Posted on December 4, 2020

What does La Niña mean for Engineering and Construction?

By Emma Clements, Principal – Flood & Water

10 Years on…

We’re coming up to the 10-year anniversary of one of Brisbane’s biggest flood events on record. The January 2011 floods are still firmly imprinted in many of our minds and it is still the benchmark for setting flood immunity design across many parts of Brisbane.

We are now entering the next La Niña cycle. If you are not familiar with these terms, El Niño constitutes warmer and drier conditions, and often induces droughts, while La Niña on the other hand tends to be cooler, wetter and often leads to a flood season. The last La Niña peak was 2010-2012 which resulted in one of Australia’s wettest two-year periods1. BOM states that these effects will be evident throughout this coming summer until at least February 20212.

As Brisbane residents, we are wondering if this means the end crunchy grass in our backyard or whether we should be concerned about more potential cyclones and flooding. As engineers, we are wondering what this means for the design and construction of our cities.

What can we do?

Now more than ever we all we need to ensure our cites are carefully planned and designed to withstand the next La Niña cycle. Conversations with our own clients who are heading into the construction phase of their project reveals that there are many questions about the implications this wet season will have on their site, ‘Will my 3-level basement become a swimming pool?’ or ‘Should I put extra measures in place for sediment and erosion control?” or the classic, ‘Will we get another 2011 flood scenario?’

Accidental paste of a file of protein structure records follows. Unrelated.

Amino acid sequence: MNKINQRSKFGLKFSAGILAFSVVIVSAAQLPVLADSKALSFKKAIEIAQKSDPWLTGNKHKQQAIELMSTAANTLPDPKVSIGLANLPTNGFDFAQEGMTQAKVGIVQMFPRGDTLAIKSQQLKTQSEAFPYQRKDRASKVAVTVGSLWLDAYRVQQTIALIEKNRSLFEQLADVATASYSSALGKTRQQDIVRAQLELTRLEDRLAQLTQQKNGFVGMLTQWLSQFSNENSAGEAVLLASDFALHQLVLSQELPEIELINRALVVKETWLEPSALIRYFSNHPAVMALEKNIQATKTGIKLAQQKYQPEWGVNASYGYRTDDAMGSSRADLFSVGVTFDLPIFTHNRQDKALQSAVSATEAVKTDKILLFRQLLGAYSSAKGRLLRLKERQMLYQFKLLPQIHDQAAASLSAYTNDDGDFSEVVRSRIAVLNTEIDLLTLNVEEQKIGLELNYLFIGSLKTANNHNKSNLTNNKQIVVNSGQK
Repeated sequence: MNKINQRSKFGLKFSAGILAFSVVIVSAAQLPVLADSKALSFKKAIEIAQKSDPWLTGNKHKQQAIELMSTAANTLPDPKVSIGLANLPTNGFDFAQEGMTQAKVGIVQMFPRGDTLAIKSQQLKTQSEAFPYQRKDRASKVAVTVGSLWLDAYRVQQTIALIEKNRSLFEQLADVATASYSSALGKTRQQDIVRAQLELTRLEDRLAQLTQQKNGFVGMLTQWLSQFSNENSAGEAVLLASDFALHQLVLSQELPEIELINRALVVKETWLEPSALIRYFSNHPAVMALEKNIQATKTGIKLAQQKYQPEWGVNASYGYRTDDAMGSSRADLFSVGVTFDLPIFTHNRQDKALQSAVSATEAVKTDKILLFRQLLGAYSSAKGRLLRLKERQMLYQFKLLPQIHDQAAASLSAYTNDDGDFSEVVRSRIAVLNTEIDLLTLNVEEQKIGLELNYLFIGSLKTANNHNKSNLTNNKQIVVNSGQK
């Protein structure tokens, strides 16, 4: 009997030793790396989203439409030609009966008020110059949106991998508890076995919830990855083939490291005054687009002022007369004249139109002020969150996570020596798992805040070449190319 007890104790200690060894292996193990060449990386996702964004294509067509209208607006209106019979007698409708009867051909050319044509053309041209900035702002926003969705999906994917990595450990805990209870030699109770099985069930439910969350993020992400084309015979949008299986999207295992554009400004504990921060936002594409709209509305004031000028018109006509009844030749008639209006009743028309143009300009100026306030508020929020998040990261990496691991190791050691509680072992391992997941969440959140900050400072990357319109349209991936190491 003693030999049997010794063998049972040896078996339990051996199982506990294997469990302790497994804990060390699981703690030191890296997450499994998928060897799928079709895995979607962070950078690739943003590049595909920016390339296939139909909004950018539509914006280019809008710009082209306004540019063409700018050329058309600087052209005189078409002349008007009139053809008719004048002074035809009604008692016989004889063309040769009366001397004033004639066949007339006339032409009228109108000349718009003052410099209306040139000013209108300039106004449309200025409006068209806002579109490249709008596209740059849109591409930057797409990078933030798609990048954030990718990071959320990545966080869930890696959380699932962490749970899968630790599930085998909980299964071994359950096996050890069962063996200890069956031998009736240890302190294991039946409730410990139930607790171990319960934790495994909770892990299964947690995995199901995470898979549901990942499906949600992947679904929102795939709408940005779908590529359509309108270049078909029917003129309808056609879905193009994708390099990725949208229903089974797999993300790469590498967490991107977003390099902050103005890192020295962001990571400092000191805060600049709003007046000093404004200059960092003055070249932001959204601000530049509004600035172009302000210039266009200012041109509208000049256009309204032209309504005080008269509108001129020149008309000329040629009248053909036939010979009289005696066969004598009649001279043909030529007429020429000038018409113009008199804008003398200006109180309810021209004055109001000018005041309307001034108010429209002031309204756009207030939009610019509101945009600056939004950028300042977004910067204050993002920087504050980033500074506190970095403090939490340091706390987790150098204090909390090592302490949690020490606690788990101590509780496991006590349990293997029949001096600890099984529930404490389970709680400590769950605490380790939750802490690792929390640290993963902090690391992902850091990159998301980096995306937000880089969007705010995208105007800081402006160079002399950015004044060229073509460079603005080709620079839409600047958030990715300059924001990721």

As the season carries on, the ground will become more waterlogged resulting in more sediment runoff being washed off into stormwater drains and our local water systems.  We need to make sure we are doing all we can to minimise this sediment runoff, which has a harmful impact on our local waterways and our environment.

Additionally, the increased runoff can result in an increased cost for clients and builders, due to the excessive amounts of soil they are losing when not sufficiently managed. Some large construction sites could even lose up to four truckloads of soil during one storm event3.

Over the years, Inertia has found that our water and flood engineers are consulted towards the end of the planning stage just to comply with regulations. However, considering the risks that the wet season could bring, we suggest seeking counsel much earlier to ensure the design and master planning process can work in seamlessly with the ever-changing climatic patterns and surrounding environment.

Ultimately, we need the water, and we hope that the wet season eases the ongoing droughts in many regions of our country and consequently boosts the economy. However, we need to take extra consideration when planning the design and construction of our cities to ensure that our water systems are not polluted, our projects don’t incur extra unnecessary costs, and our cities can still shine brightly through the next cycle of La Niña.

1 http://www.bom.gov.au/climate/enso/lnlist/#:~:text=Combined%2C%20the%20two%20events%

2 http://www.bom.gov.au/climate/enso/outlook/

3 https://www.epa.nsw.gov.au/news/media-releases/2020/epamedia200928-forecast-wet-weather-signals-need-for-builders-to-get-the-site-right

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